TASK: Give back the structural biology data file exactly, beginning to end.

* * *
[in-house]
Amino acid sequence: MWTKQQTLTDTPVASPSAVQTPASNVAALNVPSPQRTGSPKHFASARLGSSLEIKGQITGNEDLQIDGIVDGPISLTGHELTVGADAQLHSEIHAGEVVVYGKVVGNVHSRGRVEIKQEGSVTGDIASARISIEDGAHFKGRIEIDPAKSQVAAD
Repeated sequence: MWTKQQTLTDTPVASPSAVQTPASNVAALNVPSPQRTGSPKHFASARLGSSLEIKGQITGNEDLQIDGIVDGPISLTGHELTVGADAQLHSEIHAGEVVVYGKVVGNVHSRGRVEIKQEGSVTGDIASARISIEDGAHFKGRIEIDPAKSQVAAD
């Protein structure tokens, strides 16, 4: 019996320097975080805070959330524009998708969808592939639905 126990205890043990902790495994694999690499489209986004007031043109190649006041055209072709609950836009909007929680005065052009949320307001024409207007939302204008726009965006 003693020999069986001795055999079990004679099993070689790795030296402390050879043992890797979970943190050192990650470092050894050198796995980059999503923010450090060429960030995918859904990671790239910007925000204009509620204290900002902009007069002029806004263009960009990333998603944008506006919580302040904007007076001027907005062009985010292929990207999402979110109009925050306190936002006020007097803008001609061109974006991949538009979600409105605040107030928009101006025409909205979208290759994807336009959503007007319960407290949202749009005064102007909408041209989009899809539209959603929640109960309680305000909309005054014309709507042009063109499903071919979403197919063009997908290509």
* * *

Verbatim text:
[in-house]
Amino acid sequence: MWTKQQTLTDTPVASPSAVQTPASNVAALNVPSPQRTGSPKHFASARLGSSLEIKGQITGNEDLQIDGIVDGPISLTGHELTVGADAQLHSEIHAGEVVVYGKVVGNVHSRGRVEIKQEGSVTGDIASARISIEDGAHFKGRIEIDPAKSQVAAD
Repeated sequence: MWTKQQTLTDTPVASPSAVQTPASNVAALNVPSPQRTGSPKHFASARLGSSLEIKGQITGNEDLQIDGIVDGPISLTGHELTVGADAQLHSEIHAGEVVVYGKVVGNVHSRGRVEIKQEGSVTGDIASARISIEDGAHFKGRIEIDPAKSQVAAD
């Protein structure tokens, strides 16, 4: 019996320097975080805070959330524009998708969808592939639905 126990205890043990902790495994694999690499489209986004007031043109190649006041055209072709609950836009909007929680005065052009949320307001024409207007939302204008726009965006 003693020999069986001795055999079990004679099993070689790795030296402390050879043992890797979970943190050192990650470092050894050198796995980059999503923010450090060429960030995918859904990671790239910007925000204009509620204290900002902009007069002029806004263009960009990333998603944008506006919580302040904007007076001027907005062009985010292929990207999402979110109009925050306190936002006020007097803008001609061109974006991949538009979600409105605040107030928009101006025409909205979208290759994807336009959503007007319960407290949202749009005064102007909408041209989009899809539209959603929640109960309680305000909309005054014309709507042009063109499903071919979403197919063009997908290509």